Chronic Pain Management: Moving Beyond Opioids
The FDA recently released proposed changes to its blueprint for educating health care providers on treating chronic pain. In an effort to help patients reduce their reliance on opioids, the updates encourage physicians to consider non-pharmacological therapies – such as chiropractic care and acupuncture – for treatment. Recent advances in neuro- and wearable technologies are providing even more options for pain management.
These changes offer a promising step in the right direction in pain management treatment in the U.S. As it stands, the U.S. spends $600 billion annually on the direct and indirect costs of chronic pain. But for the estimated 100 million Americans currently living with chronic pain, more than half report little to no control over their pain.
Because chronic pain is a complex biopsychosocial condition – meaning that it involves the interplay of biological, psychological and social factors – it’s uniquely personal and affects each person differently. For some, the primary issue is the direct experience of pain or the pain intensity; for others, the impact of their pain is felt through the deterioration of aspects of their quality of life – including sleep, activity, mood and general health.
Given that chronic pain is such an individual experience, treatment methods need to be personalized. This requires looking beyond prescription medication as the single go-to treatment and exploring non-opioid approaches that can deliver needed relief and improve the overall quality of life for those with chronic pain. Compounding this challenge is the increase of government restrictions around opioids because of the opioid epidemic. This is creating an even greater urgency for alternative therapies as the chronic pain community is facing unprecedented barriers to accessing the medications on which they have traditionally relied.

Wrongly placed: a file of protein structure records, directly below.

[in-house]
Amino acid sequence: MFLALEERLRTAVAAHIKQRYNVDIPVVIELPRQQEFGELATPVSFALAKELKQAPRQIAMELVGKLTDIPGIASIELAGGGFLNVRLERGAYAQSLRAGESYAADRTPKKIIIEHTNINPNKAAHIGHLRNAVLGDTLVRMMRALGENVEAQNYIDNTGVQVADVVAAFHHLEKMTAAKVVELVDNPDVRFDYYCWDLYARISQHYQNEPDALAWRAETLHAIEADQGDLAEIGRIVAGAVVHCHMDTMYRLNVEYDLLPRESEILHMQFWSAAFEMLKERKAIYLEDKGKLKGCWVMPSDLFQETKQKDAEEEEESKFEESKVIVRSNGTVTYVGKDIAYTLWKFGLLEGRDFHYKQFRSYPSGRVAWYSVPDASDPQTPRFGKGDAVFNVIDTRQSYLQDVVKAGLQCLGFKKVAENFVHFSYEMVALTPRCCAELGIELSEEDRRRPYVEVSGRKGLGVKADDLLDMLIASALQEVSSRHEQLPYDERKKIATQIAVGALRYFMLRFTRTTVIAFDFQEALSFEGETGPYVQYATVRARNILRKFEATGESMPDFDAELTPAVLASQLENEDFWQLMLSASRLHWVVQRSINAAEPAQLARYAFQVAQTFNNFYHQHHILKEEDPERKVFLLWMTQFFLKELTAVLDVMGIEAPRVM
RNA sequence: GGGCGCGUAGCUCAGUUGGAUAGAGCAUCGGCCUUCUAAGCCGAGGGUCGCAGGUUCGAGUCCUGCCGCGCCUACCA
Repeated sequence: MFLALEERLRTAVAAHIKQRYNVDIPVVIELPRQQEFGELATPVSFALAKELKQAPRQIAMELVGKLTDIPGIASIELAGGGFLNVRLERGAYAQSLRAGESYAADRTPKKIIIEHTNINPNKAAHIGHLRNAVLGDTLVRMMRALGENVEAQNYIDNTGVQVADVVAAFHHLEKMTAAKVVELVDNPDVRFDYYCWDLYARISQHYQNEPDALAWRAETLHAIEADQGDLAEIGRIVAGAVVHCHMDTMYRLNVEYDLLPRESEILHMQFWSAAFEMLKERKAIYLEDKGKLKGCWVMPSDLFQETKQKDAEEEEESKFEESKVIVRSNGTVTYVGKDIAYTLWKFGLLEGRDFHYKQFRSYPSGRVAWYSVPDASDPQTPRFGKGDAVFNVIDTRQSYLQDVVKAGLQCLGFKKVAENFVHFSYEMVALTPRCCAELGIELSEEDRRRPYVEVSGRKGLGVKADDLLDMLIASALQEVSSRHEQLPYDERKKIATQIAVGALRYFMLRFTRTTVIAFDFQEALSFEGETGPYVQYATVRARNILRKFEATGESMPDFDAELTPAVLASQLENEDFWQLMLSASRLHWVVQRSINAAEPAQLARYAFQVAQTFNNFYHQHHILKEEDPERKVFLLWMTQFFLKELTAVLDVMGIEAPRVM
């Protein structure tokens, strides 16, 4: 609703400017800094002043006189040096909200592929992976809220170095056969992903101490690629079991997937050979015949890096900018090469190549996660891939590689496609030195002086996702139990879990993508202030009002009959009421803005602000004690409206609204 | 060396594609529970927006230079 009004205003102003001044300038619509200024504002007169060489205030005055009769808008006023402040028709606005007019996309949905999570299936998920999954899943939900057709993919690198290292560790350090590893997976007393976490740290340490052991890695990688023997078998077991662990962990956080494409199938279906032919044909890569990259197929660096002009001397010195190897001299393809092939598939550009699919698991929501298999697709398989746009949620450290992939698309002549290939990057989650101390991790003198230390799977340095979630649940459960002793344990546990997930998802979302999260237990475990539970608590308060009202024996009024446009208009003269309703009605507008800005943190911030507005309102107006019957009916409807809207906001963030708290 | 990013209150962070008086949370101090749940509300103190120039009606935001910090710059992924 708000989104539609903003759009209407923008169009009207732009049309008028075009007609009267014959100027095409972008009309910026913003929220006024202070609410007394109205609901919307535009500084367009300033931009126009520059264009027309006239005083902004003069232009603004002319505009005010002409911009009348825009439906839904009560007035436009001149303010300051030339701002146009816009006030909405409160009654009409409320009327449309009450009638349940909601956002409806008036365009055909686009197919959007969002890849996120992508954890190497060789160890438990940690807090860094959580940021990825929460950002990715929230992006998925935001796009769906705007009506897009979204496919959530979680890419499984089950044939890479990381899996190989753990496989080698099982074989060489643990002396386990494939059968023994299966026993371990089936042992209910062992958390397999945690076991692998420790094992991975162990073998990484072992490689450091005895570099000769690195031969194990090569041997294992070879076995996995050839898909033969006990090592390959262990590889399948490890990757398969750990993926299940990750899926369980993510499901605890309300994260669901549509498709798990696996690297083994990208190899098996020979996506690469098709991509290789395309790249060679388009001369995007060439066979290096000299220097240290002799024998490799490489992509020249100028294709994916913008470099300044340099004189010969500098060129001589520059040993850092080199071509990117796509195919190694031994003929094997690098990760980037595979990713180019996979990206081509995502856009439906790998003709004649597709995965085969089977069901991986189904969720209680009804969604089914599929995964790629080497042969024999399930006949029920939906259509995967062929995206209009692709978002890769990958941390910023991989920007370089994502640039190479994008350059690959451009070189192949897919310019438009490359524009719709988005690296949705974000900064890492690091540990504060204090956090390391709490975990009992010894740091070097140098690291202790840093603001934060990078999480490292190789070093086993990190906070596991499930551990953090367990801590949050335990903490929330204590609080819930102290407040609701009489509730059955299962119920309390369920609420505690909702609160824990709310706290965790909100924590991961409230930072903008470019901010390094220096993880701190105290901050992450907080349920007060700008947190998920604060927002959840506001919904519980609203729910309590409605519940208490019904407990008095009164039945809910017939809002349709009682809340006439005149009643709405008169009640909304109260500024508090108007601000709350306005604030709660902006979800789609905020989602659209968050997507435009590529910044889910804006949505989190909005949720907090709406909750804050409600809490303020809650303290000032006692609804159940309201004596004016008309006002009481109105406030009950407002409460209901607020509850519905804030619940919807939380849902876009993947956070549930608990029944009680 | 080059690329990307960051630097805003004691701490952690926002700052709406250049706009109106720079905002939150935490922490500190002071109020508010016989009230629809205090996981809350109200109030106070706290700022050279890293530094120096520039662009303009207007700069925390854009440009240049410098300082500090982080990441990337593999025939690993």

To make alternative therapies more than a “nice-to-have” chronic pain management tool, awareness and education are needed for both physicians and patients so they know what other options are in the marketplace. This begins with the patient feeling empowered to ask what else is available and the physician knowing what non-pharmacologic options are available to suggest to patients.
Why Patients Need to Know to Ask
Many of those living with chronic pain are exhausted from trying so many different treatments and have yet to find anything that has really helped improve their quality of life in a significant way. Treatments may have resulted in side effects with minimal improvements in their pain, so from their perspective, hope that any other option could make an impact is slim. On the other hand, some might have experienced relief with current methods and feel that they have maximized their potential for relief, so the thought of asking the question does not even cross their minds. Patients need to look to their physicians for advice on what other options can help and what alternatives they are aware about.
Why Physicians Need to Know to Offer
The other side of the health care relationship requires physicians to shift how they think about treating chronic pain. Alternative therapies could include wearable neurostimulation devices, acupuncture, cognitive behavioral therapy or even topical treatments. These treatments show promise as safe, effective and easy-to-use complements or even alternatives to pain medications. Even if a patient thinks there is no room for improvement and they are managing their pain, physicians need to make their patients aware of what alternatives are out there that may provide them with the relief they need. This can also help patients reduce their reliance on prescription medication.
While this requires time and effort on both sides, if there is not an ask or an offer, those living with chronic pain are unable to find the relief they’re looking for, and in some cases, unaware of what other options exist. By broadening the spectrum of what physicians are educated on and fostering awareness among patients, reliance on opioids as the single go-to option will decrease. The end result is those with chronic pain regaining greater control over their lives.
This piece originally appeared in U.S. News & World Report.
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